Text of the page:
To the Editor:
Peyton and Wu1 have recently published a systematic review with meta-analysis that identified a relationship between the risk of postoperative nausea and vomiting within the first 24 h and the duration of the intraoperative exposure to nitrous oxide. Using data from over 10,000 patients in 29 randomized controlled trials of nitrous oxide administration (Peyton and Wu1 ; table 1), a meta-regression analysis found a statistically significant linear relationship between the increasing log risk ratio (RR) and increasing anesthesia/surgery duration with an estimated increased RR of 20% per hour of exposure after the first 45 min. They also reported a pairwise meta-analysis showing an increased RR of postoperative nausea and vomiting for nitrous oxide regardless of duration. I raise two concerns about their statistical analysis: (1) a failure to identify the claimed relationship using other meta-analytic models; and (2) the possibility of ecological (aggregation) bias.
Peyton and Wu performed their meta-analysis/meta-regression using the statistical software STATA 12 choosing a random effects analysis with inverse variance weighting (DerSimonian and Laird method of moments). Their original data were subjected to a secondary analysis using four alternative statistical approaches in the R statistical platform—namely (1) generalized linear mixed effects regression (conditional exact likelihood),2 (2) linear mixed effects regression (restricted maximum likelihood estimation),3 (3) higher order likelihood regression estimation,4 and (4) empirical Bayesian regression (exact posterior inference).5 All analyses were random effects or mixed effects models because of the considerable statistical heterogeneity; both RR and odds ratio effect sizes were used. Both a pairwise analysis and when possible a meta-regression was estimated by each statistical approach. Partial results are shown in table 1 with display of the effect size, 95% CI and 95% prediction interval. The 95% prediction interval estimated where 95% of true outcomes will fall in future studies. For meta-regression models, the effect size was predicted at 120 min. Full details of the data set, the statistical software, the function calls, and the statistical output are presented in Supplemental Digital Content 1, http://links.lww.com/ALN/B97.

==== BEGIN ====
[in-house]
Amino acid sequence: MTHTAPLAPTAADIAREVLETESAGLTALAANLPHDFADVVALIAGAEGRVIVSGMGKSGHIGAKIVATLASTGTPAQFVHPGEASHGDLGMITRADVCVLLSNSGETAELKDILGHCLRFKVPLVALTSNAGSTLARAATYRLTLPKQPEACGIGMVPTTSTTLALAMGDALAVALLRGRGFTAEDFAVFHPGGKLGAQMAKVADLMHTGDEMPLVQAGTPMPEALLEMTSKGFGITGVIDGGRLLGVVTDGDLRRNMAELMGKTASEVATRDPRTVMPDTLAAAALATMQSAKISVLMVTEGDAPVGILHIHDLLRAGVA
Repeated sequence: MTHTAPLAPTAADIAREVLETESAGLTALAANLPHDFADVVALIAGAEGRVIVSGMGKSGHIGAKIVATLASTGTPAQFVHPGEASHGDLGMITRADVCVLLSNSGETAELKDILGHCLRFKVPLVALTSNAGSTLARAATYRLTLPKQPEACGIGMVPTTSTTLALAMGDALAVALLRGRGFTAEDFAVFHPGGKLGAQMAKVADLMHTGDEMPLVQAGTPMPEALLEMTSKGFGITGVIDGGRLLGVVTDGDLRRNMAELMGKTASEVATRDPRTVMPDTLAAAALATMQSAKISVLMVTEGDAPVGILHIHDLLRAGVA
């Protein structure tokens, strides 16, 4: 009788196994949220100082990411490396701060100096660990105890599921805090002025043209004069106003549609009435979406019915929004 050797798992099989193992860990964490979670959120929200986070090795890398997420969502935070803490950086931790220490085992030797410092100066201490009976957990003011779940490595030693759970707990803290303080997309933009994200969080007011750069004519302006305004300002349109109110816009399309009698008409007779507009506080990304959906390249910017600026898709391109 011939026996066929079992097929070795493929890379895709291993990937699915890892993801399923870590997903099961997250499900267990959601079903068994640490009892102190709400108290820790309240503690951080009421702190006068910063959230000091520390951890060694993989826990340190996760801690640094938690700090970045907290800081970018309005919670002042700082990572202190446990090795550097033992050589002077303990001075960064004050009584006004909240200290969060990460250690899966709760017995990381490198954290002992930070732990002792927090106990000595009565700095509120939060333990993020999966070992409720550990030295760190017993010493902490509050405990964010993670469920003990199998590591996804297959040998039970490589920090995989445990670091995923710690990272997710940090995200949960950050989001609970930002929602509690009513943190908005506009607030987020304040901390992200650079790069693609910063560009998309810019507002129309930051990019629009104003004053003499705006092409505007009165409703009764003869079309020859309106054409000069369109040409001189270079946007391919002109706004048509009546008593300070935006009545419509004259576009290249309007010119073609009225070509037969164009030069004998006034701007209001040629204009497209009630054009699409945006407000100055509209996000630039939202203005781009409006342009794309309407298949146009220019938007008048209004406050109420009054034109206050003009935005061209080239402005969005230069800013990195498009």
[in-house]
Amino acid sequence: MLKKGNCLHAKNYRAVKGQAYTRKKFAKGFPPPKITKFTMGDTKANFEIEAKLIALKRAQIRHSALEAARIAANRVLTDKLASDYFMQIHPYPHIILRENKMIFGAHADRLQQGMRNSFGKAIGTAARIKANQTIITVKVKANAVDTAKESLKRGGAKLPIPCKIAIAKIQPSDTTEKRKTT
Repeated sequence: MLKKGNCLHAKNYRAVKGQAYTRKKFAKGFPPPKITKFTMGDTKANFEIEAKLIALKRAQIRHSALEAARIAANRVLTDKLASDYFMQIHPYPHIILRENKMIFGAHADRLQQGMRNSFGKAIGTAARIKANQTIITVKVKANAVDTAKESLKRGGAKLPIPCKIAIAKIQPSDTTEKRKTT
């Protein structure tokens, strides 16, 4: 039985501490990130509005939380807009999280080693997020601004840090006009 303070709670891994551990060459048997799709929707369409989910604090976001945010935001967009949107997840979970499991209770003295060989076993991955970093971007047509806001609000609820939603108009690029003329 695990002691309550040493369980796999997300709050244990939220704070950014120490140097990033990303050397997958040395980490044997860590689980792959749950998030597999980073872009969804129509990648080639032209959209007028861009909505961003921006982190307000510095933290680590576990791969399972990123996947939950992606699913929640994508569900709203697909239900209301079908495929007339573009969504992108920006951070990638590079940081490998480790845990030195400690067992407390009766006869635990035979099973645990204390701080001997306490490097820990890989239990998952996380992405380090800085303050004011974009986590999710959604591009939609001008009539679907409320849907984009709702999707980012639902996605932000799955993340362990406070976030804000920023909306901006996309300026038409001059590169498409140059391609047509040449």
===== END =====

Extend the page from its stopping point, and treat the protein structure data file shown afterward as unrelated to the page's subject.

No regression coefficient in any model reached statistical significance. For the pairwise comparisons, the RR effect sizes were 1.14 with the lower bounds of the 95% CI approaching the line of identity (table 1), similarly for the odds ratio effect size. For methods offering prediction intervals, future studies will have a wide range of values. For the regression predictions of the risk of postoperative nausea and vomiting at 120 min, effect sizes ranged from 1.02 to 1.19; the 95% CI extended widely across the line of identity. A sensitivity analysis of meta-analytic results using other statistical models has been recommended to explore the vulnerability of estimates to inherent assumptions.6 In the data of Peyton and Wu, any effect of nitrous oxide is not sufficiently robust to show clear evidence of effect in alternative statistical methods.
Peyton and Wu used a study level covariate in their meta-regression. Specifically, RR was regressed on the mean or median anesthesia/surgery time for all patients reported in each randomized controlled trial. Thus, the average of the sample (nitrous oxide exposure in an randomized controlled trial) was assumed to provide inferences about the likelihood of the response of a patient at an individual level. Using a study-level covariate is of course acceptable when patients are randomly assigned to receive or not receive nitrous oxide. But patients were not randomized to receive nitrous oxide for varying durations—a function of the surgical procedure. This duration could vary widely in studies. For example, in one of the largest studies (Myles et al.),7 the median anesthesia duration was 3.1 h with interquartile range (2.3 to 4.6); 25% of patients were exposed for less than 2.3 h and 25% were exposed for more than 4.6 h.
Stated formally, the correlation of aggregate quantities is not equal to the correlation of individual quantities. It is this assumption that constitutes the ecological fallacy/bias. This is not a hypothetical risk; “ecological bias rears its ugly head” in meta-regression.8 Only by using individual patient data in meta-analysis and meta-regression can the possibility of ecological bias be excluded. Using individual patient data, it has been demonstrated that ecological bias can either conceal a real treatment interaction8 or mistakenly indicate a clinically important treatment effect.9
There are clearly data to question the benevolence of nitrous oxide. But the case against nitrous oxide remains incompletely proved.
The author declares no competing interests.